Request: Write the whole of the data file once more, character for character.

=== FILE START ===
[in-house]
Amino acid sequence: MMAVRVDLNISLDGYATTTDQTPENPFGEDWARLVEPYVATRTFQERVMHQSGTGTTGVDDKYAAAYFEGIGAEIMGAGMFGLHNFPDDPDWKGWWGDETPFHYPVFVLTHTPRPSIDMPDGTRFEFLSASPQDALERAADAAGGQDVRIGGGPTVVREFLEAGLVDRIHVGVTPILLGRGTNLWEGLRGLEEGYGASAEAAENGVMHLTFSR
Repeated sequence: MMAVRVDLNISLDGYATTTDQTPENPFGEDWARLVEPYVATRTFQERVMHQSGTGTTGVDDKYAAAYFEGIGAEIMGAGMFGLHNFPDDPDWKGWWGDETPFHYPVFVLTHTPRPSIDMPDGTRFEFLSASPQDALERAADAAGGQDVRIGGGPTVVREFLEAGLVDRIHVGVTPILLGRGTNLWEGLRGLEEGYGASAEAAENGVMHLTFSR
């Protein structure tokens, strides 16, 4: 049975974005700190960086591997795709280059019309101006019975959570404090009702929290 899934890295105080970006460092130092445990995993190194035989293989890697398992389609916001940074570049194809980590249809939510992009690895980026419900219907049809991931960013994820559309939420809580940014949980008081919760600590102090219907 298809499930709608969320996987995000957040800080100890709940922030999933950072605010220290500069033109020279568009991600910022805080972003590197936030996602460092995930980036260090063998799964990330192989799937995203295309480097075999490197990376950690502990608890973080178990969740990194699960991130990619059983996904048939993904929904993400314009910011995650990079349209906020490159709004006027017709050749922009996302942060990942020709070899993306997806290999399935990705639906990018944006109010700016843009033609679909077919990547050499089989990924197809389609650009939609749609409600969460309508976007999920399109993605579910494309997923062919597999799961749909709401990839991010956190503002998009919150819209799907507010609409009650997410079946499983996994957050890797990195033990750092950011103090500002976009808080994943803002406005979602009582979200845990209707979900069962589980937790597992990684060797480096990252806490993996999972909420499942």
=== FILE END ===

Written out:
[in-house]
Amino acid sequence: MMAVRVDLNISLDGYATTTDQTPENPFGEDWARLVEPYVATRTFQERVMHQSGTGTTGVDDKYAAAYFEGIGAEIMGAGMFGLHNFPDDPDWKGWWGDETPFHYPVFVLTHTPRPSIDMPDGTRFEFLSASPQDALERAADAAGGQDVRIGGGPTVVREFLEAGLVDRIHVGVTPILLGRGTNLWEGLRGLEEGYGASAEAAENGVMHLTFSR
Repeated sequence: MMAVRVDLNISLDGYATTTDQTPENPFGEDWARLVEPYVATRTFQERVMHQSGTGTTGVDDKYAAAYFEGIGAEIMGAGMFGLHNFPDDPDWKGWWGDETPFHYPVFVLTHTPRPSIDMPDGTRFEFLSASPQDALERAADAAGGQDVRIGGGPTVVREFLEAGLVDRIHVGVTPILLGRGTNLWEGLRGLEEGYGASAEAAENGVMHLTFSR
């Protein structure tokens, strides 16, 4: 049975974005700190960086591997795709280059019309101006019975959570404090009702929290 899934890295105080970006460092130092445990995993190194035989293989890697398992389609916001940074570049194809980590249809939510992009690895980026419900219907049809991931960013994820559309939420809580940014949980008081919760600590102090219907 298809499930709608969320996987995000957040800080100890709940922030999933950072605010220290500069033109020279568009991600910022805080972003590197936030996602460092995930980036260090063998799964990330192989799937995203295309480097075999490197990376950690502990608890973080178990969740990194699960991130990619059983996904048939993904929904993400314009910011995650990079349209906020490159709004006027017709050749922009996302942060990942020709070899993306997806290999399935990705639906990018944006109010700016843009033609679909077919990547050499089989990924197809389609650009939609749609409600969460309508976007999920399109993605579910494309997923062919597999799961749909709401990839991010956190503002998009919150819209799907507010609409009650997410079946499983996994957050890797990195033990750092950011103090500002976009808080994943803002406005979602009582979200845990209707979900069962589980937790597992990684060797480096990252806490993996999972909420499942």